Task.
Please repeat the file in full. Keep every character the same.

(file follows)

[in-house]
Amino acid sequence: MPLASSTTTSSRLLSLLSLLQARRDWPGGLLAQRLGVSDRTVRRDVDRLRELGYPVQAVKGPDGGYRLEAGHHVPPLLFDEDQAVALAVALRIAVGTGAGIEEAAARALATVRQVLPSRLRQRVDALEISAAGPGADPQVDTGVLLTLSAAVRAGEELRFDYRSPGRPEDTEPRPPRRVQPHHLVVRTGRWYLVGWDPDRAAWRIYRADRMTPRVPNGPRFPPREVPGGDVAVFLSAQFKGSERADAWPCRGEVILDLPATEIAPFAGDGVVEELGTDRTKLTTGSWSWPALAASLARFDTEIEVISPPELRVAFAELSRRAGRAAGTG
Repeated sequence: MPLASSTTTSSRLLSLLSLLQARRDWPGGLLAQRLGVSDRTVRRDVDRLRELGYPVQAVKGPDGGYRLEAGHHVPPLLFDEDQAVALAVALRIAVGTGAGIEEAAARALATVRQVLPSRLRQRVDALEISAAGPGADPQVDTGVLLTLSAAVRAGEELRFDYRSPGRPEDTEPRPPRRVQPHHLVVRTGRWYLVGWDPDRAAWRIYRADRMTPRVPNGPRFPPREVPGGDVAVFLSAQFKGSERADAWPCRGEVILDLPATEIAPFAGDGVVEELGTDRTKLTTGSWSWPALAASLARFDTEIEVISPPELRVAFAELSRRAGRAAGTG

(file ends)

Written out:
[in-house]
Amino acid sequence: MPLASSTTTSSRLLSLLSLLQARRDWPGGLLAQRLGVSDRTVRRDVDRLRELGYPVQAVKGPDGGYRLEAGHHVPPLLFDEDQAVALAVALRIAVGTGAGIEEAAARALATVRQVLPSRLRQRVDALEISAAGPGADPQVDTGVLLTLSAAVRAGEELRFDYRSPGRPEDTEPRPPRRVQPHHLVVRTGRWYLVGWDPDRAAWRIYRADRMTPRVPNGPRFPPREVPGGDVAVFLSAQFKGSERADAWPCRGEVILDLPATEIAPFAGDGVVEELGTDRTKLTTGSWSWPALAASLARFDTEIEVISPPELRVAFAELSRRAGRAAGTG
Repeated sequence: MPLASSTTTSSRLLSLLSLLQARRDWPGGLLAQRLGVSDRTVRRDVDRLRELGYPVQAVKGPDGGYRLEAGHHVPPLLFDEDQAVALAVALRIAVGTGAGIEEAAARALATVRQVLPSRLRQRVDALEISAAGPGADPQVDTGVLLTLSAAVRAGEELRFDYRSPGRPEDTEPRPPRRVQPHHLVVRTGRWYLVGWDPDRAAWRIYRADRMTPRVPNGPRFPPREVPGGDVAVFLSAQFKGSERADAWPCRGEVILDLPATEIAPFAGDGVVEELGTDRTKLTTGSWSWPALAASLARFDTEIEVISPPELRVAFAELSRRAGRAAGTG